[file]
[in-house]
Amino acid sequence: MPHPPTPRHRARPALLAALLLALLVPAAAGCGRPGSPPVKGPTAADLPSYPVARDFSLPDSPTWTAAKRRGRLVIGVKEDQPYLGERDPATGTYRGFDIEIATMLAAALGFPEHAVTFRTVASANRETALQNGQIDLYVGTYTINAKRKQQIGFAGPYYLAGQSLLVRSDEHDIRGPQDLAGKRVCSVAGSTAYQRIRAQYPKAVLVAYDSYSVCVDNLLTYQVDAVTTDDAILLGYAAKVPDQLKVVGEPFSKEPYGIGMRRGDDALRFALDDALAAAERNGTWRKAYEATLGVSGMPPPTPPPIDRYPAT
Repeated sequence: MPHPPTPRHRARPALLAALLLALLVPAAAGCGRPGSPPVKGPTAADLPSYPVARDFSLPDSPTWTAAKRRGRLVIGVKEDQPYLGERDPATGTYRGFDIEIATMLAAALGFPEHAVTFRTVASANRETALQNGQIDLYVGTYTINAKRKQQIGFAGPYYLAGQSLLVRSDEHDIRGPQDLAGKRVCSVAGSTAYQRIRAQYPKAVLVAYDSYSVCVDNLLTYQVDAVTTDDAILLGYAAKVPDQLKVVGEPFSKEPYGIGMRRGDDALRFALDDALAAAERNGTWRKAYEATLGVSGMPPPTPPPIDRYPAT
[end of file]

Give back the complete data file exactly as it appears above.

[in-house]
Amino acid sequence: MPHPPTPRHRARPALLAALLLALLVPAAAGCGRPGSPPVKGPTAADLPSYPVARDFSLPDSPTWTAAKRRGRLVIGVKEDQPYLGERDPATGTYRGFDIEIATMLAAALGFPEHAVTFRTVASANRETALQNGQIDLYVGTYTINAKRKQQIGFAGPYYLAGQSLLVRSDEHDIRGPQDLAGKRVCSVAGSTAYQRIRAQYPKAVLVAYDSYSVCVDNLLTYQVDAVTTDDAILLGYAAKVPDQLKVVGEPFSKEPYGIGMRRGDDALRFALDDALAAAERNGTWRKAYEATLGVSGMPPPTPPPIDRYPAT
Repeated sequence: MPHPPTPRHRARPALLAALLLALLVPAAAGCGRPGSPPVKGPTAADLPSYPVARDFSLPDSPTWTAAKRRGRLVIGVKEDQPYLGERDPATGTYRGFDIEIATMLAAALGFPEHAVTFRTVASANRETALQNGQIDLYVGTYTINAKRKQQIGFAGPYYLAGQSLLVRSDEHDIRGPQDLAGKRVCSVAGSTAYQRIRAQYPKAVLVAYDSYSVCVDNLLTYQVDAVTTDDAILLGYAAKVPDQLKVVGEPFSKEPYGIGMRRGDDALRFALDDALAAAERNGTWRKAYEATLGVSGMPPPTPPPIDRYPAT